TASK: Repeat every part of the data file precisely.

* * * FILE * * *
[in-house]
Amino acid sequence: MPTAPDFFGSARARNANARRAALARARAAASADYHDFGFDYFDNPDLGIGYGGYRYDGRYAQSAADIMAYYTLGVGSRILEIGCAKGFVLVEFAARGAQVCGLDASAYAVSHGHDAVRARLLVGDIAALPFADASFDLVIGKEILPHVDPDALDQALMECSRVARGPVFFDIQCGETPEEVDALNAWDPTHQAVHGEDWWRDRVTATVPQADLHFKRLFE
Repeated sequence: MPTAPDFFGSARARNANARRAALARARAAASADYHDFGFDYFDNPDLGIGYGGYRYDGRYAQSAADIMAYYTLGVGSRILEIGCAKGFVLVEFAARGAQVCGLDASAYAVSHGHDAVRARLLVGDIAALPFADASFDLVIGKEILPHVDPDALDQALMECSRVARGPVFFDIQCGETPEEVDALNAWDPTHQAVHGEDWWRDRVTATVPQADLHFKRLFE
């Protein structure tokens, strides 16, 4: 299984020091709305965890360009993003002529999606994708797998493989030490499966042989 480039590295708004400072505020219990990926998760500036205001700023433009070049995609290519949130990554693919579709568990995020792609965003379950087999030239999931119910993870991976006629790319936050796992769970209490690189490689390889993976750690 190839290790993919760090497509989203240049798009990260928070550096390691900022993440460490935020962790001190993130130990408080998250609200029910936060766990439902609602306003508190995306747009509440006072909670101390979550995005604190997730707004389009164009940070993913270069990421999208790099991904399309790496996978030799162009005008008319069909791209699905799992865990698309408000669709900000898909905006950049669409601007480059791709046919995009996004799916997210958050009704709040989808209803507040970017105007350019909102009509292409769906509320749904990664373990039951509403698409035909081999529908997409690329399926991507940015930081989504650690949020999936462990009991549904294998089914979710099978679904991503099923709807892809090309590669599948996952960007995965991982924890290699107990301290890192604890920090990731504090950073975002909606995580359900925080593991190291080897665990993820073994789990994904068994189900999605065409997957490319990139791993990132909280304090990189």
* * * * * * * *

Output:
[in-house]
Amino acid sequence: MPTAPDFFGSARARNANARRAALARARAAASADYHDFGFDYFDNPDLGIGYGGYRYDGRYAQSAADIMAYYTLGVGSRILEIGCAKGFVLVEFAARGAQVCGLDASAYAVSHGHDAVRARLLVGDIAALPFADASFDLVIGKEILPHVDPDALDQALMECSRVARGPVFFDIQCGETPEEVDALNAWDPTHQAVHGEDWWRDRVTATVPQADLHFKRLFE
Repeated sequence: MPTAPDFFGSARARNANARRAALARARAAASADYHDFGFDYFDNPDLGIGYGGYRYDGRYAQSAADIMAYYTLGVGSRILEIGCAKGFVLVEFAARGAQVCGLDASAYAVSHGHDAVRARLLVGDIAALPFADASFDLVIGKEILPHVDPDALDQALMECSRVARGPVFFDIQCGETPEEVDALNAWDPTHQAVHGEDWWRDRVTATVPQADLHFKRLFE
């Protein structure tokens, strides 16, 4: 299984020091709305965890360009993003002529999606994708797998493989030490499966042989 480039590295708004400072505020219990990926998760500036205001700023433009070049995609290519949130990554693919579709568990995020792609965003379950087999030239999931119910993870991976006629790319936050796992769970209490690189490689390889993976750690 190839290790993919760090497509989203240049798009990260928070550096390691900022993440460490935020962790001190993130130990408080998250609200029910936060766990439902609602306003508190995306747009509440006072909670101390979550995005604190997730707004389009164009940070993913270069990421999208790099991904399309790496996978030799162009005008008319069909791209699905799992865990698309408000669709900000898909905006950049669409601007480059791709046919995009996004799916997210958050009704709040989808209803507040970017105007350019909102009509292409769906509320749904990664373990039951509403698409035909081999529908997409690329399926991507940015930081989504650690949020999936462990009991549904294998089914979710099978679904991503099923709807892809090309590669599948996952960007995965991982924890290699107990301290890192604890920090990731504090950073975002909606995580359900925080593991190291080897665990993820073994789990994904068994189900999605065409997957490319990139791993990132909280304090990189």